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The increase in national insurance will cost jobs

23 March 2010 14,513 Comments

Tomorrow is Budget Day, but one tax increase has already been announced: the rise in national insurance rates.

Employers national insurance has long been viewed by many economists as simply a tax on jobs. It is a direct imposition on companies payable as a percentage of (most) salaries; in 1997 it was levied at a rate of 10 per cent but from April next year it will be 13.8 per cent.

It does not take a genius to grasp that a tax of this nature will lead to a cut in incomes and a cut in employment. The attraction of it to this government rather than one of the alternatives – a rise in the VAT rate, perhaps – is that it is more stealthy: most of the electorate won’t notice it, at least, not until their jobs disappear. That may make it, to Gordon Brown’s way of thinking, a better political bet.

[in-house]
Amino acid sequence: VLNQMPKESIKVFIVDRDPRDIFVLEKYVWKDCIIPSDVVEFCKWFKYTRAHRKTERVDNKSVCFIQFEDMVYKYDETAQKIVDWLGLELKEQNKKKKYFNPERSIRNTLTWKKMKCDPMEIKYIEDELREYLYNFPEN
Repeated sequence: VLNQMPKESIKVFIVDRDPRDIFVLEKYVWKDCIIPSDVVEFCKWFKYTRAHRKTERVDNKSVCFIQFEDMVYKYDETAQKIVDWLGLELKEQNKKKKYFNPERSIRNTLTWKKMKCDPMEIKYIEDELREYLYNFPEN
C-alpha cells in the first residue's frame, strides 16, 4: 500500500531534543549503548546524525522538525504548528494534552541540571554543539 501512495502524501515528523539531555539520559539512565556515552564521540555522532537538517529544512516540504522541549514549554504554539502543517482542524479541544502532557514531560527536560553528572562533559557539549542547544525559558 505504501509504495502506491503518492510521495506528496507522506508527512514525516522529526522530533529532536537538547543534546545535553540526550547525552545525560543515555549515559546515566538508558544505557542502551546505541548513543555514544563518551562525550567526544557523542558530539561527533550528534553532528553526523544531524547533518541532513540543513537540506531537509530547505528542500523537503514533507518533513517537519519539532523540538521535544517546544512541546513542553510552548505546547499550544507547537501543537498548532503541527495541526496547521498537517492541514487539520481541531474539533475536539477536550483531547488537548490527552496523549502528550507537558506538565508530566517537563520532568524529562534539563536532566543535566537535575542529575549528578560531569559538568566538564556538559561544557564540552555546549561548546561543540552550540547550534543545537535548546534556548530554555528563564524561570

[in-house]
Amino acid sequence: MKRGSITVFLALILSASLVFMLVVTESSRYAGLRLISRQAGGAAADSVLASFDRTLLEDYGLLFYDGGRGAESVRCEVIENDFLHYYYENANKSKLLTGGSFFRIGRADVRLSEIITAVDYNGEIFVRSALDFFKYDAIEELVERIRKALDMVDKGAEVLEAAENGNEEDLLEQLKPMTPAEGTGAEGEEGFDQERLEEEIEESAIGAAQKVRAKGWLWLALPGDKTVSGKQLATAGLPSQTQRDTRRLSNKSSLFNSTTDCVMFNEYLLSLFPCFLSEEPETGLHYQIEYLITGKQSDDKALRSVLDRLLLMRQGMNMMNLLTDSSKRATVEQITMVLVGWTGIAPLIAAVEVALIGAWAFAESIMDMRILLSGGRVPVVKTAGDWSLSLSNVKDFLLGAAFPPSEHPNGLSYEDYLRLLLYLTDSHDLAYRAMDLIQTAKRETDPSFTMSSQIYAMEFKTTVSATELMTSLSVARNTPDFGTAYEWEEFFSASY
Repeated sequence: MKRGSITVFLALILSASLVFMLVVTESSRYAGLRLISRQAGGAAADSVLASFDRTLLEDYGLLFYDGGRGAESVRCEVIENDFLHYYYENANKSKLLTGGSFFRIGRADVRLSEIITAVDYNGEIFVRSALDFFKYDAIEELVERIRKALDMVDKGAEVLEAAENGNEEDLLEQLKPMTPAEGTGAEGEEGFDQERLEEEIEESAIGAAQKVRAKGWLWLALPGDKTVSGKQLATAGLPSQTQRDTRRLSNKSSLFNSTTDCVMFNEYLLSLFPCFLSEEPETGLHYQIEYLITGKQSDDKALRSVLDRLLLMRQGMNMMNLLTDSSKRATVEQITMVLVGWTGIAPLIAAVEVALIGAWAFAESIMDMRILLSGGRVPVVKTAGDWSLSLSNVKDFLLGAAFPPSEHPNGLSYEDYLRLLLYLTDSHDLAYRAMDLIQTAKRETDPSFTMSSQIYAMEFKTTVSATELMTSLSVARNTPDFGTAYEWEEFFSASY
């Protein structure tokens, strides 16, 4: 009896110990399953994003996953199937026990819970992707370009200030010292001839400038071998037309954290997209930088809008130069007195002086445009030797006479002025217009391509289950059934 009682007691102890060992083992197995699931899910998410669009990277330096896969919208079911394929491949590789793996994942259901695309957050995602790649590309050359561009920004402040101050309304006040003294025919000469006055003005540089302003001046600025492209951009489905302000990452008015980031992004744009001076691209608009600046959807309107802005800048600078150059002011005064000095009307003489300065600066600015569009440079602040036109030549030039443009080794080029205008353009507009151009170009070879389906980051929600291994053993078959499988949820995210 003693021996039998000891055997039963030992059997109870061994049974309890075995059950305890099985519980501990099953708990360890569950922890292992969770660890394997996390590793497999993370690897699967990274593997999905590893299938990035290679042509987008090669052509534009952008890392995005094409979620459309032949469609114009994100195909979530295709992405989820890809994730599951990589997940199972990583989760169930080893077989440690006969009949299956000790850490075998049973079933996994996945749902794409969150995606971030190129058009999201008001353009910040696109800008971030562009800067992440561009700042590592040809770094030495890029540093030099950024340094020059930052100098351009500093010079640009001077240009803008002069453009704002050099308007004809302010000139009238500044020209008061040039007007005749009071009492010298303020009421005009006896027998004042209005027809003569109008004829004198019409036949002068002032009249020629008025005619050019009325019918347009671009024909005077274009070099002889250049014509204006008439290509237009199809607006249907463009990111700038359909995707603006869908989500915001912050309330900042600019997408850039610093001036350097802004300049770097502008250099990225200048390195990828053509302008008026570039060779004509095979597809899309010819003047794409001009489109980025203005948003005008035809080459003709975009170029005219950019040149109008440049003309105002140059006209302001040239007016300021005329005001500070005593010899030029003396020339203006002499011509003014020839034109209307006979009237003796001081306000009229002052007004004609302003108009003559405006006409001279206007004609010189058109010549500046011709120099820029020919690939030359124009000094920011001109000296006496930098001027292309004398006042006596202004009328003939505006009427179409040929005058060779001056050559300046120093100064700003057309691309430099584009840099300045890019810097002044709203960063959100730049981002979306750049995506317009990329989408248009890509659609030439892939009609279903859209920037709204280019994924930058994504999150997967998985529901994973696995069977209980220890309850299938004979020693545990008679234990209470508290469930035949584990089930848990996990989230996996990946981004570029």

The British Chambers of Commerce think it’s a daft idea; a new report, Taxation, Growth and Employment from Policy Exchange (the pdf file can be downloaded here)â”¬Ă¡discusses research that reveals a direct link between higher NI rates and unemployment.

When overall taxes have to be as high as is now required to feed the hungry demands of state spending, that is bound to have a depressing effect on the private sector and on economic growth. The only solution, which would eventually lead to higher growth, is to cut that state spending by more than any party will dare promise this side of the election.

Let’s hope they have the sense to do so once the votes have been counted.


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